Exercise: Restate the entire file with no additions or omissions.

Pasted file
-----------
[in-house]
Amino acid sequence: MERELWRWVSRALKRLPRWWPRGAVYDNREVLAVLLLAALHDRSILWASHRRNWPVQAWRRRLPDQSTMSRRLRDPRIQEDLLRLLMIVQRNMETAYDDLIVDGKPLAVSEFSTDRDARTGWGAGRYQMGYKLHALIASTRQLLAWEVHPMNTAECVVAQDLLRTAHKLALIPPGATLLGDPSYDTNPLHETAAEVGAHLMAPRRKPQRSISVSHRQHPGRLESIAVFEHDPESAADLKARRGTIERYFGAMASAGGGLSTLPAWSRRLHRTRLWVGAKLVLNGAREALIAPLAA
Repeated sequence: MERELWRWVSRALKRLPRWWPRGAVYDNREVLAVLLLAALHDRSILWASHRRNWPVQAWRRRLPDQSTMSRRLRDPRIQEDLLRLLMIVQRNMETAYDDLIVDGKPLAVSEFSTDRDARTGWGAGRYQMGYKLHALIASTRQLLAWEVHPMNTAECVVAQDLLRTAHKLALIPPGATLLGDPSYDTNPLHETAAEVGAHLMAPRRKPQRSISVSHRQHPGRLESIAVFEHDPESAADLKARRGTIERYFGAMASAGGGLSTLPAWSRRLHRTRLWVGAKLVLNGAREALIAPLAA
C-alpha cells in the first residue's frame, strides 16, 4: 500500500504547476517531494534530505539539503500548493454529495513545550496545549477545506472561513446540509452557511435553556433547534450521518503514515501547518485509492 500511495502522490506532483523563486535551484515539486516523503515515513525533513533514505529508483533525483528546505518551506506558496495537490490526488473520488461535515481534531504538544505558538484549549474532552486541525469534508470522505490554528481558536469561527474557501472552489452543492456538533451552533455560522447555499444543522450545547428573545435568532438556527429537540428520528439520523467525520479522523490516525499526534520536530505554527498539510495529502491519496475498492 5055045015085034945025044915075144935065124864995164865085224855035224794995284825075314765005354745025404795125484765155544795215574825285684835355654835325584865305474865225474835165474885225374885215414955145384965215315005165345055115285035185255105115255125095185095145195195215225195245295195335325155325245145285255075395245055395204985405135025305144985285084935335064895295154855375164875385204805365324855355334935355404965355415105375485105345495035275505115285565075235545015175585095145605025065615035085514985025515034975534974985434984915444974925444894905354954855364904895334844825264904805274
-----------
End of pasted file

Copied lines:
[in-house]
Amino acid sequence: MERELWRWVSRALKRLPRWWPRGAVYDNREVLAVLLLAALHDRSILWASHRRNWPVQAWRRRLPDQSTMSRRLRDPRIQEDLLRLLMIVQRNMETAYDDLIVDGKPLAVSEFSTDRDARTGWGAGRYQMGYKLHALIASTRQLLAWEVHPMNTAECVVAQDLLRTAHKLALIPPGATLLGDPSYDTNPLHETAAEVGAHLMAPRRKPQRSISVSHRQHPGRLESIAVFEHDPESAADLKARRGTIERYFGAMASAGGGLSTLPAWSRRLHRTRLWVGAKLVLNGAREALIAPLAA
Repeated sequence: MERELWRWVSRALKRLPRWWPRGAVYDNREVLAVLLLAALHDRSILWASHRRNWPVQAWRRRLPDQSTMSRRLRDPRIQEDLLRLLMIVQRNMETAYDDLIVDGKPLAVSEFSTDRDARTGWGAGRYQMGYKLHALIASTRQLLAWEVHPMNTAECVVAQDLLRTAHKLALIPPGATLLGDPSYDTNPLHETAAEVGAHLMAPRRKPQRSISVSHRQHPGRLESIAVFEHDPESAADLKARRGTIERYFGAMASAGGGLSTLPAWSRRLHRTRLWVGAKLVLNGAREALIAPLAA
C-alpha cells in the first residue's frame, strides 16, 4: 500500500504547476517531494534530505539539503500548493454529495513545550496545549477545506472561513446540509452557511435553556433547534450521518503514515501547518485509492 500511495502522490506532483523563486535551484515539486516523503515515513525533513533514505529508483533525483528546505518551506506558496495537490490526488473520488461535515481534531504538544505558538484549549474532552486541525469534508470522505490554528481558536469561527474557501472552489452543492456538533451552533455560522447555499444543522450545547428573545435568532438556527429537540428520528439520523467525520479522523490516525499526534520536530505554527498539510495529502491519496475498492 5055045015085034945025044915075144935065124864995164865085224855035224794995284825075314765005354745025404795125484765155544795215574825285684835355654835325584865305474865225474835165474885225374885215414955145384965215315005165345055115285035185255105115255125095185095145195195215225195245295195335325155325245145285255075395245055395204985405135025305144985285084935335064895295154855375164875385204805365324855355334935355404965355415105375485105345495035275505115285565075235545015175585095145605025065615035085514985025515034975534974985434984915444974925444894905354954855364904895334844825264904805274